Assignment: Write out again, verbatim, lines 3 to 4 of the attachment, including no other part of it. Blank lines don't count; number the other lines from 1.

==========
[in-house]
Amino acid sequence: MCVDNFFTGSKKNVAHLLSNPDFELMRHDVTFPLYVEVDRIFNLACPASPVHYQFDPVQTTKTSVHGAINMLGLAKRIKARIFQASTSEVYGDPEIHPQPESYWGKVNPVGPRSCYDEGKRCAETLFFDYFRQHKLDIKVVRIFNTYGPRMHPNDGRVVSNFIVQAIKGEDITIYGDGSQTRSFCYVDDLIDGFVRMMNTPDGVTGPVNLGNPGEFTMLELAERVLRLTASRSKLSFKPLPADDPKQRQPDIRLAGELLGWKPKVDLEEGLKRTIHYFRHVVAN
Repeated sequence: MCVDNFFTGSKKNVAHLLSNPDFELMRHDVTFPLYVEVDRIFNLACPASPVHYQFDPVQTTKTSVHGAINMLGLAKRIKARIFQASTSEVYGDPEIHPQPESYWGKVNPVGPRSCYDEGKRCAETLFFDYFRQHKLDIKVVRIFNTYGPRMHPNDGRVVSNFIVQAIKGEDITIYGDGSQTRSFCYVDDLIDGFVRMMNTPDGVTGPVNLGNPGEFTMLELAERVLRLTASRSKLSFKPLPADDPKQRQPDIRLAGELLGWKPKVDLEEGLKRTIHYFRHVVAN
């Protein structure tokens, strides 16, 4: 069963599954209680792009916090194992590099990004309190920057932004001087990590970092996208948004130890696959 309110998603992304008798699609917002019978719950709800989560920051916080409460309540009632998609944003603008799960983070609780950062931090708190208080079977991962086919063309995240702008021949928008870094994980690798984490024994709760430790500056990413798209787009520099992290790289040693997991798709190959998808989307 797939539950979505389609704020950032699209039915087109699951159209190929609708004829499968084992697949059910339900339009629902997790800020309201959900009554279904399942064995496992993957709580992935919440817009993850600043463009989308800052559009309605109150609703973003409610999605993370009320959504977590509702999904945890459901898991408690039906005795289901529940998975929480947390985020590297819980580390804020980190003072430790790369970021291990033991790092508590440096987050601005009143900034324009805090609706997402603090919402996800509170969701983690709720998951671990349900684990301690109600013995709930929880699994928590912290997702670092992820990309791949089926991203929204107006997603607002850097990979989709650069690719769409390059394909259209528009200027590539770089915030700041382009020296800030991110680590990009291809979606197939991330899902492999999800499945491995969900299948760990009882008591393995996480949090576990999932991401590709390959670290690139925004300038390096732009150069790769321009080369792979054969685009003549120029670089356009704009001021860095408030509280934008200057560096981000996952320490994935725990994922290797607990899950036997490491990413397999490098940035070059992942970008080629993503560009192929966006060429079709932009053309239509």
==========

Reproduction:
Repeated sequence: MCVDNFFTGSKKNVAHLLSNPDFELMRHDVTFPLYVEVDRIFNLACPASPVHYQFDPVQTTKTSVHGAINMLGLAKRIKARIFQASTSEVYGDPEIHPQPESYWGKVNPVGPRSCYDEGKRCAETLFFDYFRQHKLDIKVVRIFNTYGPRMHPNDGRVVSNFIVQAIKGEDITIYGDGSQTRSFCYVDDLIDGFVRMMNTPDGVTGPVNLGNPGEFTMLELAERVLRLTASRSKLSFKPLPADDPKQRQPDIRLAGELLGWKPKVDLEEGLKRTIHYFRHVVAN
């Protein structure tokens, strides 16, 4: 069963599954209680792009916090194992590099990004309190920057932004001087990590970092996208948004130890696959 309110998603992304008798699609917002019978719950709800989560920051916080409460309540009632998609944003603008799960983070609780950062931090708190208080079977991962086919063309995240702008021949928008870094994980690798984490024994709760430790500056990413798209787009520099992290790289040693997991798709190959998808989307 797939539950979505389609704020950032699209039915087109699951159209190929609708004829499968084992697949059910339900339009629902997790800020309201959900009554279904399942064995496992993957709580992935919440817009993850600043463009989308800052559009309605109150609703973003409610999605993370009320959504977590509702999904945890459901898991408690039906005795289901529940998975929480947390985020590297819980580390804020980190003072430790790369970021291990033991790092508590440096987050601005009143900034324009805090609706997402603090919402996800509170969701983690709720998951671990349900684990301690109600013995709930929880699994928590912290997702670092992820990309791949089926991203929204107006997603607002850097990979989709650069690719769409390059394909259209528009200027590539770089915030700041382009020296800030991110680590990009291809979606197939991330899902492999999800499945491995969900299948760990009882008591393995996480949090576990999932991401590709390959670290690139925004300038390096732009150069790769321009080369792979054969685009003549120029670089356009704009001021860095408030509280934008200057560096981000996952320490994935725990994922290797607990899950036997490491990413397999490098940035070059992942970008080629993503560009192929966006060429079709932009053309239509």